'Harry Potter' Games & Gadgets Real? Inventors Are On It

Brittny Drye
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Quidditch World CupThe lines between the magical world of Harry Potter and our own seem to be becoming more blurry as Muggles (aka humans) are taking Harry's adventures and turning them into a reality. 

Who wouldn't want to slip on an invisibility cloak and instantly disappear? Or ride a broom while playing the competitive game of Quidditch?

Turns out ... you can. Holy Merlin's pants! Where do I sign up?

The International Quidditch World Cup: Forty-six official Quidditch teams from around the world will be competing in NYC today and tomorrow for the title of Quidditch Champions. In this Muggle-version, volleyballs, basketballs, and dodge balls are used as Quaffles while softer objects like Nerf or Wiffle balls act as Bludgers. Beaters use tennis rackets to serve the Bludgers. In more competitive leagues, Chasers will use a Frisbee as a Quaffle and, for the Snitch, instead of a magical object, it's a neutral player, usually dressed all in gold and sometimes adorned with wings. Once he/she is released, they roam the playing field. Oh, and of course they're all running around on broomsticks.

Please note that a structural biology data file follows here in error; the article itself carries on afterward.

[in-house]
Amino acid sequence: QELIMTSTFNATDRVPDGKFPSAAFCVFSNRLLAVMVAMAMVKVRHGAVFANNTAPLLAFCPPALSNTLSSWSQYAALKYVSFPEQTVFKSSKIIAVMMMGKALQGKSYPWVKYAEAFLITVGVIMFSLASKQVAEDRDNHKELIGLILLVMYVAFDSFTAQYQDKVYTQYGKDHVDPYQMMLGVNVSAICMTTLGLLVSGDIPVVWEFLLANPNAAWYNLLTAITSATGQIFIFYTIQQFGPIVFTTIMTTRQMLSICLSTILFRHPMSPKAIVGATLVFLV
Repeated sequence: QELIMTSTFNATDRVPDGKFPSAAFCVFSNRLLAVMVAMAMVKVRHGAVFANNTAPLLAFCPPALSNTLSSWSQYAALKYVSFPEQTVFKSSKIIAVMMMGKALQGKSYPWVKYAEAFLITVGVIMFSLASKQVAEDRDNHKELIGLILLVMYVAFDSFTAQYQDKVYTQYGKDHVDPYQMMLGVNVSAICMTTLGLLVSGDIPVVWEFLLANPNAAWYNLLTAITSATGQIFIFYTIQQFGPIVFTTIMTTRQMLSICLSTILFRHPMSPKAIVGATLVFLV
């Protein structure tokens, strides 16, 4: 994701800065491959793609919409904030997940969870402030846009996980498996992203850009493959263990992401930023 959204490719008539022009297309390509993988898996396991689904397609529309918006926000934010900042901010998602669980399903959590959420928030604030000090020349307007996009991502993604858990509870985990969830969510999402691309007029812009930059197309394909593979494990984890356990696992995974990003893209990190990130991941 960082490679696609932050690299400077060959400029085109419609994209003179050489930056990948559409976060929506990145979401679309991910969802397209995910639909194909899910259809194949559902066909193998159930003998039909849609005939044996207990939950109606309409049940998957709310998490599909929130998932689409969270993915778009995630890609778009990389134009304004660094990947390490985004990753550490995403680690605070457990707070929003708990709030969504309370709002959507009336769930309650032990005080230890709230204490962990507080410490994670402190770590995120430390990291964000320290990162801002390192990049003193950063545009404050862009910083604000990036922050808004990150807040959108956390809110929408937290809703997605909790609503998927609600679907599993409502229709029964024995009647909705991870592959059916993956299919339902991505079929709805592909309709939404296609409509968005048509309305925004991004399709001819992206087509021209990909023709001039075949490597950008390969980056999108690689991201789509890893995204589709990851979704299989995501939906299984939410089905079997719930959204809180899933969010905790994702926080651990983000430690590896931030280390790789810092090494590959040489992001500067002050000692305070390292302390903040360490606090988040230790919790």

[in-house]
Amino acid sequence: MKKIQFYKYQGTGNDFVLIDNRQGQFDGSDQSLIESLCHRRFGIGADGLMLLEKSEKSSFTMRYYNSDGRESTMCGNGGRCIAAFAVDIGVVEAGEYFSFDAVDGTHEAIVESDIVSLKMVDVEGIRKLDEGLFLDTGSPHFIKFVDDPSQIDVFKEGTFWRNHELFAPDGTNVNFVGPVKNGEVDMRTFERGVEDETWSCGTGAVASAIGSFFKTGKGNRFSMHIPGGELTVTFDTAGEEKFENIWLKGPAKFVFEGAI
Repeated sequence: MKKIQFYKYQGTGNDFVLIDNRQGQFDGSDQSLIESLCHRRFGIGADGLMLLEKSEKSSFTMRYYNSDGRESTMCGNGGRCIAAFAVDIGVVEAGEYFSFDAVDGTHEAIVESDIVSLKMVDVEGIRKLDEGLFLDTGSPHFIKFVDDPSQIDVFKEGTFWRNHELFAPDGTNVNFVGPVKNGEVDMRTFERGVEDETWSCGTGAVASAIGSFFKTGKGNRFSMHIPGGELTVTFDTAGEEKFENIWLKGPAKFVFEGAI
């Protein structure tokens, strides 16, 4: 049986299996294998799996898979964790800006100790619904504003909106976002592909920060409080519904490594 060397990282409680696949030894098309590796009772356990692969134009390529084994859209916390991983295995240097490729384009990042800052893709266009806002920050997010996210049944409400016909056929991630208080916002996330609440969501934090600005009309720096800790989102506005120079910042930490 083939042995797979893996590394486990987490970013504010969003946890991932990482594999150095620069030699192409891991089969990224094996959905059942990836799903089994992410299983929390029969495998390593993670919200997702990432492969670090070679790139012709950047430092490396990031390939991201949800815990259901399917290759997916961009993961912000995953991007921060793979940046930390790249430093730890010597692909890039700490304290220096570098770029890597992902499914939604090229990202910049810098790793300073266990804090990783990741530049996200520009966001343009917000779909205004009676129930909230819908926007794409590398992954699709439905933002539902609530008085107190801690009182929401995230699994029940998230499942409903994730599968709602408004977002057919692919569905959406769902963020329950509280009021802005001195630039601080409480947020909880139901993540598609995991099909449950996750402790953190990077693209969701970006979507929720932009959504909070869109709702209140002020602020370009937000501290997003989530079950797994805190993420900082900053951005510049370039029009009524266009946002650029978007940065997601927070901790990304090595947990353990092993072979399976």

King's Cross Station: Wizards and witches used Platform 9 3/4 at King's Cross Station every year to get aboard the Hogwarts Express. To acknowledge King's Cross Station’s role in Harry Potter, a “Platform 9 3/4″ sign has been erected on a wall close to the real platform 9. Under the sign is a half trolley lodged in the wall, creating the effect of the trolley going through the wall. But I wouldn't try to run through it if I were you.

King's Cross Station Platform 9 3/4

The Invisibility Cloak: In the first book, Harry inherited a rare invisibility cloak, which has become extremely useful during his adventures. But real-life scientists in Germany are close to creating a real-life version. "The way we see is basically light being reflected off of objects. So what this does it manipulate the path of that light, basically," said Jacob Ward, deputy editor of Popular Science. "It comes back to you at an angle such that you think what you're seeing is not really there. It takes advantage of the fundamental principles of light and vision. It makes things invisible as a result."

Magic Wand Remote Control: You won't find a Phoenix feather in it, but two British inventors have created the Kymera Wand, a remote control that is shaped like a wand and commands infra-red devices with a flick of the wrist. Users can change channels, volume, or pause a DVD by using one of 13 different gestures which wave the 14-inch device in various directions. Alohomora!

Have you heard of anything from Harry Potter being turned into reality? What magical item would you like to see be invented in real-life?

 

Image via InternationalQuidditch.org, KingsCrossSation.com


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